Only a brave or foolhardy writer attempts to write about genocide it is too easy to exploit and dishonour the dead. The authors of these three books were powerfully motivated to explain why the first half of this decade has seen genocide committed in Bosnia in Europe, and Rwanda in central Africa. These are very different stories, each with its own complex explanations. But one common thread connects these books: the authors convincingly show that neither the genocide in Bosnia, nor in Rwanda, was the inevitable outcome of ancient tribal hatreds; they were government policy.
In Genocide in Bosnia, Norman Cigar has set out to prove three points: ethnic cleansing in Bosnia was genocide; this genocide was planned; and that this genocide was stoppable.
Citing the United Nations Convention on Genocide ("acts committed with intent to destroy, in whole or in part, a national, ethnic, racial, or religious group"), Cigar boldly asserts that the ethnic cleansing in Bosnia is genocide.
Much more attention is devoted to the question of why nationalism in Bosnia spilled over into genocide. Cigar, a professor of national security studies at the United States Staff College, asserts that the killing in Bosnia was not the inevitable result of ancient hatreds let loose, but rather a policy that was advocated by the intellectual and political elite of Serbia. The Bosnian genocide was carried out in the cause of creating an ethnically pure Greater Serbia.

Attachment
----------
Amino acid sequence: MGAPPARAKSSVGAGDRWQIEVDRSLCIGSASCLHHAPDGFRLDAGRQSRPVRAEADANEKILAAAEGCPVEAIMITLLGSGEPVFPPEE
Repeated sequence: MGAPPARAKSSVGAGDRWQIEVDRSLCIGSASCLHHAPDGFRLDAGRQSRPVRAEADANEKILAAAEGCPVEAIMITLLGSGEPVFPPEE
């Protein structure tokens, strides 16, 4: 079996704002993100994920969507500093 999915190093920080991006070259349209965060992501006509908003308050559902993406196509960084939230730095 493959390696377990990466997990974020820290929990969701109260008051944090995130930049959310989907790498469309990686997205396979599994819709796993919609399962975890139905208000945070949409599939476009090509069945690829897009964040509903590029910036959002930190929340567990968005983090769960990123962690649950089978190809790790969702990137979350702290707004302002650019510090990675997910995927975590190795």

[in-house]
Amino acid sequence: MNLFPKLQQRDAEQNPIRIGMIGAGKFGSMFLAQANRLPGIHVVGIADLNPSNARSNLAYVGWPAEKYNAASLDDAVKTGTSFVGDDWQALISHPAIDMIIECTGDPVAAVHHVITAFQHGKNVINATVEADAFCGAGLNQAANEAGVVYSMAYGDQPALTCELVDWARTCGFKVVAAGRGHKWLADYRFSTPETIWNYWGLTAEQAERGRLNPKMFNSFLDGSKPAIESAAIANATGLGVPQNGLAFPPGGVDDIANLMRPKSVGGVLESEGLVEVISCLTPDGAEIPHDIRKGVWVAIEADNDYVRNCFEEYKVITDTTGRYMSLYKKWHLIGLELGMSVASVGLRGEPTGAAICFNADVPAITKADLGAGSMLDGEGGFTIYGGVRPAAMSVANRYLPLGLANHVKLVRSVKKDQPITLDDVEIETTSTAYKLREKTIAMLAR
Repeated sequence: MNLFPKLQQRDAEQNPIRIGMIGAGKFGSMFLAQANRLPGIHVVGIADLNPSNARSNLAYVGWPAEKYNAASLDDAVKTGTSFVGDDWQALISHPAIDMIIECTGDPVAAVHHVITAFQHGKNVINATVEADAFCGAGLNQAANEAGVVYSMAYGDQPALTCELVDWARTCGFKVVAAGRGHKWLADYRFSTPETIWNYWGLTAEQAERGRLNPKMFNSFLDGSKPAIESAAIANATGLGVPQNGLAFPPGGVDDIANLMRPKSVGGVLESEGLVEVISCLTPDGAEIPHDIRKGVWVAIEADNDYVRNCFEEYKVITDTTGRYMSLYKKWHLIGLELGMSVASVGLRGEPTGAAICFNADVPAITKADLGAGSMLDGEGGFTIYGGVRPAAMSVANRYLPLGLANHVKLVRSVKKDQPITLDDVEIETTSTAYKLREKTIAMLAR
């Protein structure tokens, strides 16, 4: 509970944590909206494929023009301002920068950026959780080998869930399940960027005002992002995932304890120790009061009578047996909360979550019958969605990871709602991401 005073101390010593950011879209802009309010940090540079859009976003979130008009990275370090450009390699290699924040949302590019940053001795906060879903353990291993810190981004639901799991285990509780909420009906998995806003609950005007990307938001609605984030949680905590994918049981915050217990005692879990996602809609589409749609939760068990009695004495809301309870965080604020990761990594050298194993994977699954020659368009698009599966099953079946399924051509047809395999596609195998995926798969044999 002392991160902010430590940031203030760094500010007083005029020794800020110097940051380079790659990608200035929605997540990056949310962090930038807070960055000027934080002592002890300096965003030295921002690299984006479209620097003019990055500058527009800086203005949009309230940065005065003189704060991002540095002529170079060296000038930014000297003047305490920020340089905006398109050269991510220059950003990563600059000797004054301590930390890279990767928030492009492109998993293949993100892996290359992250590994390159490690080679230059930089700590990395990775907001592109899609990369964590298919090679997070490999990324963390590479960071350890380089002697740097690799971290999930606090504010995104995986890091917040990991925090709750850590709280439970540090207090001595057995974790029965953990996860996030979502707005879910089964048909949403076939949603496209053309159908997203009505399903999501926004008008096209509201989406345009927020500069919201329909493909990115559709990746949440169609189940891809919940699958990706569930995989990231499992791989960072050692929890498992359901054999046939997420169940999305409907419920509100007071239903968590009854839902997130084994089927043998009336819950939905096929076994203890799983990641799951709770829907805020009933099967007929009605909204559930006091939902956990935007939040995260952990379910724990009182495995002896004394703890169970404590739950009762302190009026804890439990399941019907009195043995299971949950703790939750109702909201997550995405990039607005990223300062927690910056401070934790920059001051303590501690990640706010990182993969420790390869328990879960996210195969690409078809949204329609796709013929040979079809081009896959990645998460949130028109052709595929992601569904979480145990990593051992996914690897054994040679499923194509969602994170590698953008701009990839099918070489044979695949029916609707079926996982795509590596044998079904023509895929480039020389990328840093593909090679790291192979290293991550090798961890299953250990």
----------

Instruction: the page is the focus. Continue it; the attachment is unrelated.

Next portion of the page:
Among the guilty parties named by Cigar are Vuk Draskovic, author of a violently anti-Muslim novel (Noz - "The Knife"), the Orientalist School of the Serbian Academy of Sciences, the Serb Orthodox Church, and the politicians, Slobodan Milosevic and Radovan Karadzic. So, the Belgrade intellectuals conspired to demonise the Muslims and make them a legitimate target for extinction and expulsion by forces under the command of Milosevic and Karadzic.
Much of this is familiar territory. What is new is the impressive trawl Cigar has made through the archives, especially the Serbian, Croatian, and Bosnian press. One is occasionally shocked by the titbits he has unearthed. The Belgrade weekly Intervju published an interview with Jovan Raskovic, the Croatian Serb psychiatrist who led the original Serb rebellion against Franjo Tudjman's government in 1990. The title was "On ethnic characteristics; sufferers of Oedipus castration complexes." Cigar summarises: "The key to understanding Muslims is 'their anal fixation'. This behaviour, allegedly, stemmed from their preoccupation with ritual cleanliness found in their religious law, and supposedly warped their character so that they were markedly aggressive and excessively materialistic."